Tatiana Kim [00:12:33] But many people outright refused. In their eyes, citizenship meant commitment to the Soviet Union. This is Yulia Din, Senior Researcher of the Sakhalin Regional Museum, speaking to me in Russian. She says that in the eyes of these Koreans, adopting Soviet citizenship meant that you were giving up on the dream of one day returning home. Yulia is also Sakhalin Korean. And she says, to this day, her mother and aunt are not Russian citizens. They don’t have a passport, just a residence permit for stateless citizens. This created a lot of challenges for people. Every time they wanted to leave their town for any reason, they had to ask permission from the local police station. Things like visiting family or going to a funeral in a different part of Sakhalin were more difficult. Yulia says that stateless citizens had problems everywhere that others don’t have.
Roman Mars [00:13:44] The reality of the situation was that returning home was impossible. The Soviet Union was not going to allow them to leave, and Korea and Japan were not coming to rescue them.
Tatiana Kim [00:13:55] So if politics could not change, Sakhalin Koreans would have to. They needed to adapt if they wanted to build a better future for themselves and for the next generation. They learned Russian and sent their children to Soviet schools. Koreans integrated more, and in the process, Korean culture on Sakhalin started becoming its own unique identity.
Changzoo Song [00:14:18] You can tell that Sakhalin Koreans culture–even first-generation culture by then–it was a mixture of Korean culture, Japanese culture, and Russian culture layered in their language life, in their food.
Tatiana Kim [00:14:34] You could even see this blending of culture in the way my grandmother communicates. She’s saying that when she speaks, sometimes Japanese comes out, sometimes Russian or Korean. Growing up, I saw this hybrid culture all around me. For the New Year celebration, we would make Russian dumplings with kimchi mixed in it. And every year, when we honored our ancestors who passed away, our soban would have incense and a bottle of Russian vodka on it. As far back as I can remember, being ethnically Korean in Russia was something to be proud of.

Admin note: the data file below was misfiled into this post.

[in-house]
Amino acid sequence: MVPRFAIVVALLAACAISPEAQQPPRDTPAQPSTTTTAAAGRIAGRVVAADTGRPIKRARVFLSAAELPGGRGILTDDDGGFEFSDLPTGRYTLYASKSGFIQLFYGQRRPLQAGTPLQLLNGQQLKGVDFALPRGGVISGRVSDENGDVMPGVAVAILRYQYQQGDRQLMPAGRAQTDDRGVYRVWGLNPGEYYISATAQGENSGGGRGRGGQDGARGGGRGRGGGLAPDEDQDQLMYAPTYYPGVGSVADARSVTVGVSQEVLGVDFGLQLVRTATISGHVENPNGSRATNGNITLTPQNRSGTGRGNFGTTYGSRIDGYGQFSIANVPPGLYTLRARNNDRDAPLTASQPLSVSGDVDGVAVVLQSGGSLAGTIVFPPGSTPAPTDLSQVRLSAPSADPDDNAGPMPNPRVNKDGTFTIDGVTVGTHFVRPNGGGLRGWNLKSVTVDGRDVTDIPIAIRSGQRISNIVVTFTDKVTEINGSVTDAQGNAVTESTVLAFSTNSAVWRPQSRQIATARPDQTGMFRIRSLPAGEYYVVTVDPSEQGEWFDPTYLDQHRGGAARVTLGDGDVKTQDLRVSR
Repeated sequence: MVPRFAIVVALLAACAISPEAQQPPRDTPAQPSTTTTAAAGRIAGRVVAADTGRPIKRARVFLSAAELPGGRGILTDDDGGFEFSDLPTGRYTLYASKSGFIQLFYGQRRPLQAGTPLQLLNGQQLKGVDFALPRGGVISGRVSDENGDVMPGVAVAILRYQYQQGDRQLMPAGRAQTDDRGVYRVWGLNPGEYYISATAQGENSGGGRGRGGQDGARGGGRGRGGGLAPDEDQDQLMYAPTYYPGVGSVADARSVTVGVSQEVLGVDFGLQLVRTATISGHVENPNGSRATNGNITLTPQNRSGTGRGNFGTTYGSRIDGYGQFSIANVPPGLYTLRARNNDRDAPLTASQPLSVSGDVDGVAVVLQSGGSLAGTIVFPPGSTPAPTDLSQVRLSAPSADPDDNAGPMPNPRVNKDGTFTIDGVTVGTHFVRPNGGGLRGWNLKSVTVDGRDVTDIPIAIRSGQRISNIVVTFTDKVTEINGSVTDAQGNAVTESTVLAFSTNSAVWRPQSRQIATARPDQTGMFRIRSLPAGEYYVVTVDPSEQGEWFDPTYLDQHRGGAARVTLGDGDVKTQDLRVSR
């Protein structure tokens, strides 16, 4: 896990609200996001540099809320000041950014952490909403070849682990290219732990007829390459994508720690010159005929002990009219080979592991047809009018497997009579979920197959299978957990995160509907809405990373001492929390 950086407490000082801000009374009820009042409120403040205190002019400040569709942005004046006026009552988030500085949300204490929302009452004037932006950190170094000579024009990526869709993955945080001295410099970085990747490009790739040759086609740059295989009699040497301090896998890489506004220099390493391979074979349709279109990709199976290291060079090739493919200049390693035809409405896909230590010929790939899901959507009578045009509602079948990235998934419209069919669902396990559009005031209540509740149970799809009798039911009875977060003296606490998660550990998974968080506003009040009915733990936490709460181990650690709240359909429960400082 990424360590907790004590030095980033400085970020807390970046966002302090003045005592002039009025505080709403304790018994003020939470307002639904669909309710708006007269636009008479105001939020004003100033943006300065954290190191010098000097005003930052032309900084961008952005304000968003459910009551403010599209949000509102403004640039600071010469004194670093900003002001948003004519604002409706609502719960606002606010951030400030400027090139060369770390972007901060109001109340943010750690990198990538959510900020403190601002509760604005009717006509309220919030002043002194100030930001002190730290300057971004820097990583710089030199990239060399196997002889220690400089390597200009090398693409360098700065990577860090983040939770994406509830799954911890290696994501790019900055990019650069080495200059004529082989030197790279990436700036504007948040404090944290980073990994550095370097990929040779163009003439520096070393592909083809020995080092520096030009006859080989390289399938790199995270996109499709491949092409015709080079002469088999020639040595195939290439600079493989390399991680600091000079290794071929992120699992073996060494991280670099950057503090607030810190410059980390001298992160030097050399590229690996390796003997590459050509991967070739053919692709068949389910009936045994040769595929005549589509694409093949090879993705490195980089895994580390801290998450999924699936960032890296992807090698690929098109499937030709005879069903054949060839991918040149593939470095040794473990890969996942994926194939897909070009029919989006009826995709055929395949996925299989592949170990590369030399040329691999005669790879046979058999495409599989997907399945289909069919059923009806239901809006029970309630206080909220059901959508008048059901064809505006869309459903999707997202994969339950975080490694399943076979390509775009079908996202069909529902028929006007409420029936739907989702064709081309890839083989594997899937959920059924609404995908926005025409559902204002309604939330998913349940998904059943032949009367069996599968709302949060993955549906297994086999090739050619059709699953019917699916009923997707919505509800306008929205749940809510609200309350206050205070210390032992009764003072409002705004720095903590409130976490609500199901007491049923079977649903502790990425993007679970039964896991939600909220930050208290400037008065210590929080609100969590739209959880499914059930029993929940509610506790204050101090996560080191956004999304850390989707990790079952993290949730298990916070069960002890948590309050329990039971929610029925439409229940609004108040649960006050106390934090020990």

Roman Mars [00:15:20] Since the end of World War II, there was essentially no communication between the USSR and South Korea. There were no phone calls and no mail service between separated family members, so many people weren’t sure if their loved ones were even still alive. Most people behind the Iron Curtain could only rely on their memories of the poor and rural country they had left behind, and many even believed that South Koreans were worse off than in the North.
Tatiana Kim [00:15:46] Which was actually true for a little while. But from the 1960s onward, the South Korean government began rapidly recovering from the devastation of war. By the 1980s, South Korea was flourishing. And one event in particular gave Sakhalin Koreans a glimpse of just how far their country had come–the 1988 Seoul Olympic Games. This is my dad. He was 32 years old at the time and was watching the Seoul Olympics with his family. He says that everyone in Sakhalin watched. The house was full of elderly Koreans sitting in front of the television. He says that everyone kept talking about how developed Korea had become and how much progress it made. During the competitions, the older people were acting like kids again–cheering like children.